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Malcolm Turnbull takes a swipe at Tony Abbott over poll sabotage

Prime Minister Malcolm Turnbull says Tony Abbott ‘knew exactly what he was doing’. Photo: Alex EllinghausenPrime Minister Malcolm Turnbull has delivered a stinging rebuke to his predecessor, Tony Abbott, accusing the former prime minister of deliberately sabotaging the government to do maximum damage to the Coalition’s standing in the polls.
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At the same time, the federal opposition sharpened its political attack on Mr Turnbull in Parliament over cuts to Sunday penalty rates, demanding the government steps in and stops the pay cut of up to $77 per week proposed by the Fair Work Commission.

If the proposed cut to penalty rates for retail, hospitality and fast-food workers goes ahead, Labor and the union movement are prepared to campaign on the issue – which will effect an estimated 700,000 workers – all the way through until the next election.

The Newspoll saw Labor extend its lead to 55-45 on a two-party preferred basis, the Coalition’s primary vote slip one percentage point to 34 per cent, Labor’s rise by one point to 37 per cent and One Nation’s rise to 10 per cent.

Satisfaction with Mr Turnbull’s performance fell four points to just 29 per cent and dissatisfaction rose by five points to 59 per cent.

The Prime Minister dismissed the poll as a “snapshot of opinion at one particular time” and made an unprecedented attack on his predecessor – who launched a scathing attack on the direction, policy prescriptions and performance of the Turnbull government in a speech last week.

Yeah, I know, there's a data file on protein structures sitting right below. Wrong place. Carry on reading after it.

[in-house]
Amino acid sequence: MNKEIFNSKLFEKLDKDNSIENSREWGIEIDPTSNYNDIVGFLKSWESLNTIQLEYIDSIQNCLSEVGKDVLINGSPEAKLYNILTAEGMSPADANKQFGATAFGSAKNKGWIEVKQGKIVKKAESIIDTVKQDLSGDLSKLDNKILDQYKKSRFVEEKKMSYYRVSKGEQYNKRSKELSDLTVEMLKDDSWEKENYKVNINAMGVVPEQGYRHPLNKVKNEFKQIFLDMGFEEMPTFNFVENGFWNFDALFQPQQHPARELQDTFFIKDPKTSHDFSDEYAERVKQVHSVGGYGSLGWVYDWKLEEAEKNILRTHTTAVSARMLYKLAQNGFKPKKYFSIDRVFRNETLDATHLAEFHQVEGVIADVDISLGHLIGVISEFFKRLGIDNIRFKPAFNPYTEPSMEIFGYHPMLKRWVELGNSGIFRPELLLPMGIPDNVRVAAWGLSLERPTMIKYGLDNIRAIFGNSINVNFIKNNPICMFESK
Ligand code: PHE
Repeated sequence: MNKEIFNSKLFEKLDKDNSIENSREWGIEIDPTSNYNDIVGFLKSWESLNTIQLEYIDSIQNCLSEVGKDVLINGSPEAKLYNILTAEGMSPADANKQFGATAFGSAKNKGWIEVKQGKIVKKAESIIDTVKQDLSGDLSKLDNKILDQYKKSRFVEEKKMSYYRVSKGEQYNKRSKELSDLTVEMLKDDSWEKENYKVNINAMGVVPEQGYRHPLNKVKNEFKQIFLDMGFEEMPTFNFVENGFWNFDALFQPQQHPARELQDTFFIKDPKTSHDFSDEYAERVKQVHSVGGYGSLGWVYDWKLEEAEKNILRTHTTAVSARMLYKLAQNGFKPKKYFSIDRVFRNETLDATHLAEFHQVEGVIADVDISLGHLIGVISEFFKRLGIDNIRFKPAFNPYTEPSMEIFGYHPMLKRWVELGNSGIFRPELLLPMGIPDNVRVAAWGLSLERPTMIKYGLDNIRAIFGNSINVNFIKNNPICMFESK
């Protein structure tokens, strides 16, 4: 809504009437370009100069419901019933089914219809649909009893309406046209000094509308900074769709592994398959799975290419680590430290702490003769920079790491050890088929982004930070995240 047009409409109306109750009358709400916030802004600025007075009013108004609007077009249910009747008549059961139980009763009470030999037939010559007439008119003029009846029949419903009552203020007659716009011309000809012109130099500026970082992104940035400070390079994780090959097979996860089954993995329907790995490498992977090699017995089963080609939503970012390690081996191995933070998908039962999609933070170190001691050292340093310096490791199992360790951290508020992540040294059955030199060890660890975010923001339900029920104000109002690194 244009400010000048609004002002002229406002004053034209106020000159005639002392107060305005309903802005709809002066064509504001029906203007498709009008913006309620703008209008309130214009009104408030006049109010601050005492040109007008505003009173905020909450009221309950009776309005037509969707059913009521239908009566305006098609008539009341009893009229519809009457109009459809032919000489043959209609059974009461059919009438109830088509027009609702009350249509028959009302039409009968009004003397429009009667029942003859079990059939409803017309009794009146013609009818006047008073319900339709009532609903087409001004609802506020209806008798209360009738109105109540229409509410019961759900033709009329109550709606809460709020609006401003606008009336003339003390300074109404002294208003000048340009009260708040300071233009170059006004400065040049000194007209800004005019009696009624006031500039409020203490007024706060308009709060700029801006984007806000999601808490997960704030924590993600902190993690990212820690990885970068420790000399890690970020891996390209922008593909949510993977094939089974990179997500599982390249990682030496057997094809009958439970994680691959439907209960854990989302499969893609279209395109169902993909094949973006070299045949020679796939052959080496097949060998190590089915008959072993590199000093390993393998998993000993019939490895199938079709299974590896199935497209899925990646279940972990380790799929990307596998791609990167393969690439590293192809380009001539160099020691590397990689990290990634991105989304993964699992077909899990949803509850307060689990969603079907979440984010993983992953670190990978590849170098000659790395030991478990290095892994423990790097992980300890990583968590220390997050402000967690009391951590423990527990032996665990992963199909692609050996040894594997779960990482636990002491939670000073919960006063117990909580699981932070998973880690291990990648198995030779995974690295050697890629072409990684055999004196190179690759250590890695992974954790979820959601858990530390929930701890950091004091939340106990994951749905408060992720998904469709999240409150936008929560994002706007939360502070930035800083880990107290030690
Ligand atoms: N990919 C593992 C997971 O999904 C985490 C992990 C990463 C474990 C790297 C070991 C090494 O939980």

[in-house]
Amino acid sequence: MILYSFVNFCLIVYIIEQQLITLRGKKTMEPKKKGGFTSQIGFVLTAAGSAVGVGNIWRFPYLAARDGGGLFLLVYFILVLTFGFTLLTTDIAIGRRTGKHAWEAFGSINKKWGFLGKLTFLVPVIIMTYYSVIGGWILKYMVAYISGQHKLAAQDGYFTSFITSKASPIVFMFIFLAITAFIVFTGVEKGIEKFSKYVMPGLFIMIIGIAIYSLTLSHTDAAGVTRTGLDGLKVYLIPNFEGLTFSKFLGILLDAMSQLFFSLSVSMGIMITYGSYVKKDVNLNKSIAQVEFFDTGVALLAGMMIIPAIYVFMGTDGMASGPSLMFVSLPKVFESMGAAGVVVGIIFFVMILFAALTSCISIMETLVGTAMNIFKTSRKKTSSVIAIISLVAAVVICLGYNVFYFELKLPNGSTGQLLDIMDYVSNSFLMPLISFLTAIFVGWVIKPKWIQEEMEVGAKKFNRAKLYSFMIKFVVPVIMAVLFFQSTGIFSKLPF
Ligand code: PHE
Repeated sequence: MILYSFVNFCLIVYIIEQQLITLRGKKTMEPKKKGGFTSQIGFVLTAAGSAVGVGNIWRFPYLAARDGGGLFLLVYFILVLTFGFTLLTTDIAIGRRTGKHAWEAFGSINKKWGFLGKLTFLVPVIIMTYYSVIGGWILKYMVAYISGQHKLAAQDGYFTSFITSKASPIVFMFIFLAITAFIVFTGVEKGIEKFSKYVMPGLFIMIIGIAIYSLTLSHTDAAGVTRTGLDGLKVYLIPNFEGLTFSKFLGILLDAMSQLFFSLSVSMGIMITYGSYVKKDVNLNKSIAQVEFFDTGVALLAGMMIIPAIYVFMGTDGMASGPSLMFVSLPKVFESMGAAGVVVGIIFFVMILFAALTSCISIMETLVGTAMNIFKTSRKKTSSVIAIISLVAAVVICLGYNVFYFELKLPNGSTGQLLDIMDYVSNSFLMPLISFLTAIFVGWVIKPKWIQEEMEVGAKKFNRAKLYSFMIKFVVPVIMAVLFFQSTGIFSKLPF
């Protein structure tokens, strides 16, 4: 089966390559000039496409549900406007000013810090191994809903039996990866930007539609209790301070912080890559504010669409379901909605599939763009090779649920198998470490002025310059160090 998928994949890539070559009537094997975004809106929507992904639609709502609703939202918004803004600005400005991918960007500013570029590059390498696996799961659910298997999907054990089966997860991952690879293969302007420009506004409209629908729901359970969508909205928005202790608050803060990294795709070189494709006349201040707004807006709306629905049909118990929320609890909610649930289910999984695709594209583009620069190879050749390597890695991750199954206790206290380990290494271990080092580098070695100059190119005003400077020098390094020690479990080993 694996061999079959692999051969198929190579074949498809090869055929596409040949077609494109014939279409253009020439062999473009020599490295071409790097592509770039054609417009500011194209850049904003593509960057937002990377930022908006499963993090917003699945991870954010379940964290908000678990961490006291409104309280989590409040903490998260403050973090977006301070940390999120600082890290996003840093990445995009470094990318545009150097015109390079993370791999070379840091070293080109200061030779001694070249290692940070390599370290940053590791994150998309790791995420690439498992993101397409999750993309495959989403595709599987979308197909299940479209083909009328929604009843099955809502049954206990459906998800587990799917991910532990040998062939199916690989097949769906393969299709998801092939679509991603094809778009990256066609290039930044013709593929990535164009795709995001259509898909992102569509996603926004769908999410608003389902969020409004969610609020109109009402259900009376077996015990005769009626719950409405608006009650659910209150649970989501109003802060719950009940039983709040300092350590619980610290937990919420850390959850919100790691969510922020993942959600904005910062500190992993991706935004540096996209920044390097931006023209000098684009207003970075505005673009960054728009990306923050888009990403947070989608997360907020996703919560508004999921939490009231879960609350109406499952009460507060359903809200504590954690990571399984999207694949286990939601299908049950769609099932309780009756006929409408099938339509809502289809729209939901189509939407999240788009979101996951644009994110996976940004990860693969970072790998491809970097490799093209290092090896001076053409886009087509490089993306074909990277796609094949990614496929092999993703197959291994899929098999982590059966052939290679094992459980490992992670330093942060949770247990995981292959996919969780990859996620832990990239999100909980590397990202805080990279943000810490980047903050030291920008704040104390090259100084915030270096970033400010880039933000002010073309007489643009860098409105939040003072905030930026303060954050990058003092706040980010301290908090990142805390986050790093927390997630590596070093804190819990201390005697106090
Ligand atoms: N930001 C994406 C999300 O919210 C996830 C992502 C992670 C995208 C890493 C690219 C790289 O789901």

Mr Turnbull said Mr Abbott had delivered “an outburst on Thursday and it had its desired impact on the Newspoll. It was exactly as predicted and as calculated”.

“He knew exactly what he was doing and he did it. I’m not going to be distracted by that. It’s a fact of life. That’s what’s happened. I’m focused on the jobs of ns that we are protecting by delivering the leadership.”

Finance Minister Mathias Cormann, a former Abbott loyalist, also blamed Mr Abbott’s outburst for the fall in the government’s standing, arguing “people mark us down for that”.

The criticism of Mr Abbott underscores deep anger within Coalition ranks over the former leader’s frequent, publicly critical commentary of the Coalition. However, government MPs also believe the Fair Work Commission’s penalty rates decision played a part in the fall in the government’s standing in the polls.

As one MP, who asked not to be named, put it, the government had no choice but to accept the decision because the Coalition’s core small business constituency had been calling for a cut to penalty rates for years – but “make no mistake, this is bad for us”.

Labor used every single one of its questions during question time to probe the government over the impact of the penalty rates decision, asking about the impact on women, on regional workers and on workers in other sectors, such as health professionals, in the future.

Opposition Leader Bill Shorten demanded to know whether Mr Turnbull would move to stop the cut “to the take-home pay of nearly 700,000 ns. What is the Prime Minister going to do to stop this pay cut?”

Labor also attempted to introduce legislation to stop the decision from taking effect, as well as ensuring penalty rates could not be cut in the future, but was blocked.

Mr Turnbull fired back by pointing out that FWC president Iain Ross was a former ACTU official and had been appointed president by the Opposition Leader when he had been workplace relations minister.

“The Labor Party previously said we must respect the independent umpire and suggested we would not, well we do. And we have. It is the Labor Party that has changed. We respect the independent umpire’s decision.

Meanwhile, n Council of Trade Unions president Ged Kearney will fly into Canberra on Tuesday to step up union lobbying efforts to stop the cut.

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